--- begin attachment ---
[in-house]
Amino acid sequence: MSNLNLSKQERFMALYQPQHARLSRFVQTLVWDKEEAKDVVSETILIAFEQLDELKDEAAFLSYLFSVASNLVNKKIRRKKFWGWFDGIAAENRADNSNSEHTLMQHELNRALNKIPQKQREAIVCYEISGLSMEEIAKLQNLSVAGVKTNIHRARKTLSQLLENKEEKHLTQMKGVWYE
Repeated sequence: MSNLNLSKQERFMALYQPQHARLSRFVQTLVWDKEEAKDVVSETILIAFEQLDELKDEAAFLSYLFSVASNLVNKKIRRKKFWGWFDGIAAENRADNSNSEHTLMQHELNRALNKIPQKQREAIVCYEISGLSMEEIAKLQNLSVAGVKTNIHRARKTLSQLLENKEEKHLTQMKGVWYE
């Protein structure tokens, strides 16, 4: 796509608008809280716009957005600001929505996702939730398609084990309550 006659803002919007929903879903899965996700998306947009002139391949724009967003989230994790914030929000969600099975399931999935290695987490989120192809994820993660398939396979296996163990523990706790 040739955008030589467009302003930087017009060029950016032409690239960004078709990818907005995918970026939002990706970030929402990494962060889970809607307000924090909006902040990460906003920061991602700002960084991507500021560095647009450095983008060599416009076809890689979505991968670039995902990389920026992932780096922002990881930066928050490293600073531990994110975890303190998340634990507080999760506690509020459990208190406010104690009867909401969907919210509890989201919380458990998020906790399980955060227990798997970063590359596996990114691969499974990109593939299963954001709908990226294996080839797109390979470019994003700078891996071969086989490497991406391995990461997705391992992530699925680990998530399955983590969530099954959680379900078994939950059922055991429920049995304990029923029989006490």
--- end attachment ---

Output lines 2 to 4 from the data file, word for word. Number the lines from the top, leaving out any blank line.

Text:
Amino acid sequence: MSNLNLSKQERFMALYQPQHARLSRFVQTLVWDKEEAKDVVSETILIAFEQLDELKDEAAFLSYLFSVASNLVNKKIRRKKFWGWFDGIAAENRADNSNSEHTLMQHELNRALNKIPQKQREAIVCYEISGLSMEEIAKLQNLSVAGVKTNIHRARKTLSQLLENKEEKHLTQMKGVWYE
Repeated sequence: MSNLNLSKQERFMALYQPQHARLSRFVQTLVWDKEEAKDVVSETILIAFEQLDELKDEAAFLSYLFSVASNLVNKKIRRKKFWGWFDGIAAENRADNSNSEHTLMQHELNRALNKIPQKQREAIVCYEISGLSMEEIAKLQNLSVAGVKTNIHRARKTLSQLLENKEEKHLTQMKGVWYE
């Protein structure tokens, strides 16, 4: 796509608008809280716009957005600001929505996702939730398609084990309550 006659803002919007929903879903899965996700998306947009002139391949724009967003989230994790914030929000969600099975399931999935290695987490989120192809994820993660398939396979296996163990523990706790 040739955008030589467009302003930087017009060029950016032409690239960004078709990818907005995918970026939002990706970030929402990494962060889970809607307000924090909006902040990460906003920061991602700002960084991507500021560095647009450095983008060599416009076809890689979505991968670039995902990389920026992932780096922002990881930066928050490293600073531990994110975890303190998340634990507080999760506690509020459990208190406010104690009867909401969907919210509890989201919380458990998020906790399980955060227990798997970063590359596996990114691969499974990109593939299963954001709908990226294996080839797109390979470019994003700078891996071969086989490497991406391995990461997705391992992530699925680990998530399955983590969530099954959680379900078994939950059922055991429920049995304990029923029989006490």